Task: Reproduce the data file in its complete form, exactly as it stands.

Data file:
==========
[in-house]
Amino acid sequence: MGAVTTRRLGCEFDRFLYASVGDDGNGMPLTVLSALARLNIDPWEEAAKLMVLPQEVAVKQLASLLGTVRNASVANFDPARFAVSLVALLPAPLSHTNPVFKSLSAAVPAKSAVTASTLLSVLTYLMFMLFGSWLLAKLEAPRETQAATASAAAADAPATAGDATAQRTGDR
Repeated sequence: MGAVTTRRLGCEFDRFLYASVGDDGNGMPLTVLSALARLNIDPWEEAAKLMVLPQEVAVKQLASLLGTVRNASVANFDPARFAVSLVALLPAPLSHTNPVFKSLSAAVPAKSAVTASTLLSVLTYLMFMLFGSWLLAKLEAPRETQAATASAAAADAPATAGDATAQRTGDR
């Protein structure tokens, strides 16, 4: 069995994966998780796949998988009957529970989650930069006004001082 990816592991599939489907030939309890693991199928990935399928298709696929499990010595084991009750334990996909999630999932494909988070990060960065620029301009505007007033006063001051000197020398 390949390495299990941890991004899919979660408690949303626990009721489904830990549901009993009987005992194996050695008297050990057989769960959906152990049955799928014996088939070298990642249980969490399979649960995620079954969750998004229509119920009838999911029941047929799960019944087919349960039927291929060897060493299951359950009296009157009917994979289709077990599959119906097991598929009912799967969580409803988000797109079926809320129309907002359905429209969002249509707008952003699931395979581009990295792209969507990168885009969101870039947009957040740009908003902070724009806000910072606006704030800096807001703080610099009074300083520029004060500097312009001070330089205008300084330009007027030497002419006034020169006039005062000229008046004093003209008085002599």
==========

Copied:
[in-house]
Amino acid sequence: MGAVTTRRLGCEFDRFLYASVGDDGNGMPLTVLSALARLNIDPWEEAAKLMVLPQEVAVKQLASLLGTVRNASVANFDPARFAVSLVALLPAPLSHTNPVFKSLSAAVPAKSAVTASTLLSVLTYLMFMLFGSWLLAKLEAPRETQAATASAAAADAPATAGDATAQRTGDR
Repeated sequence: MGAVTTRRLGCEFDRFLYASVGDDGNGMPLTVLSALARLNIDPWEEAAKLMVLPQEVAVKQLASLLGTVRNASVANFDPARFAVSLVALLPAPLSHTNPVFKSLSAAVPAKSAVTASTLLSVLTYLMFMLFGSWLLAKLEAPRETQAATASAAAADAPATAGDATAQRTGDR
């Protein structure tokens, strides 16, 4: 069995994966998780796949998988009957529970989650930069006004001082 990816592991599939489907030939309890693991199928990935399928298709696929499990010595084991009750334990996909999630999932494909988070990060960065620029301009505007007033006063001051000197020398 390949390495299990941890991004899919979660408690949303626990009721489904830990549901009993009987005992194996050695008297050990057989769960959906152990049955799928014996088939070298990642249980969490399979649960995620079954969750998004229509119920009838999911029941047929799960019944087919349960039927291929060897060493299951359950009296009157009917994979289709077990599959119906097991598929009912799967969580409803988000797109079926809320129309907002359905429209969002249509707008952003699931395979581009990295792209969507990168885009969101870039947009957040740009908003902070724009806000910072606006704030800096807001703080610099009074300083520029004060500097312009001070330089205008300084330009007027030497002419006034020169006039005062000229008046004093003209008085002599």